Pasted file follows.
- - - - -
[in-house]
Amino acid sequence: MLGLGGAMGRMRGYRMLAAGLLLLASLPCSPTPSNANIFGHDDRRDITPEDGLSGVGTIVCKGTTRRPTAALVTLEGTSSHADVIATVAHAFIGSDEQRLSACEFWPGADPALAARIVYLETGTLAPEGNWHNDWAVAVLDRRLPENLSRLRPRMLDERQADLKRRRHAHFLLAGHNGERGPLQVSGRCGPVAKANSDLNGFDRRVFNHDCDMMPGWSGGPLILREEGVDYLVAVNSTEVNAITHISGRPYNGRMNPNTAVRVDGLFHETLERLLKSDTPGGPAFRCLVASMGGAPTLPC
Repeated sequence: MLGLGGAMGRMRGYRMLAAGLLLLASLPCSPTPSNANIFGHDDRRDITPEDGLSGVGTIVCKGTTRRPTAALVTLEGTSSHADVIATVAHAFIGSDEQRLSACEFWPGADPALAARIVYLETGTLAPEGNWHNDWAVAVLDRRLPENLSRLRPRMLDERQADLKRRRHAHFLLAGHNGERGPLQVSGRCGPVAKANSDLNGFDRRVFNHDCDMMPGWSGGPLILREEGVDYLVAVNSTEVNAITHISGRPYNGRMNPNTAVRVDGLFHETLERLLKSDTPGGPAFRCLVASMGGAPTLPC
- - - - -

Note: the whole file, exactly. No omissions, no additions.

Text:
[in-house]
Amino acid sequence: MLGLGGAMGRMRGYRMLAAGLLLLASLPCSPTPSNANIFGHDDRRDITPEDGLSGVGTIVCKGTTRRPTAALVTLEGTSSHADVIATVAHAFIGSDEQRLSACEFWPGADPALAARIVYLETGTLAPEGNWHNDWAVAVLDRRLPENLSRLRPRMLDERQADLKRRRHAHFLLAGHNGERGPLQVSGRCGPVAKANSDLNGFDRRVFNHDCDMMPGWSGGPLILREEGVDYLVAVNSTEVNAITHISGRPYNGRMNPNTAVRVDGLFHETLERLLKSDTPGGPAFRCLVASMGGAPTLPC
Repeated sequence: MLGLGGAMGRMRGYRMLAAGLLLLASLPCSPTPSNANIFGHDDRRDITPEDGLSGVGTIVCKGTTRRPTAALVTLEGTSSHADVIATVAHAFIGSDEQRLSACEFWPGADPALAARIVYLETGTLAPEGNWHNDWAVAVLDRRLPENLSRLRPRMLDERQADLKRRRHAHFLLAGHNGERGPLQVSGRCGPVAKANSDLNGFDRRVFNHDCDMMPGWSGGPLILREEGVDYLVAVNSTEVNAITHISGRPYNGRMNPNTAVRVDGLFHETLERLLKSDTPGGPAFRCLVASMGGAPTLPC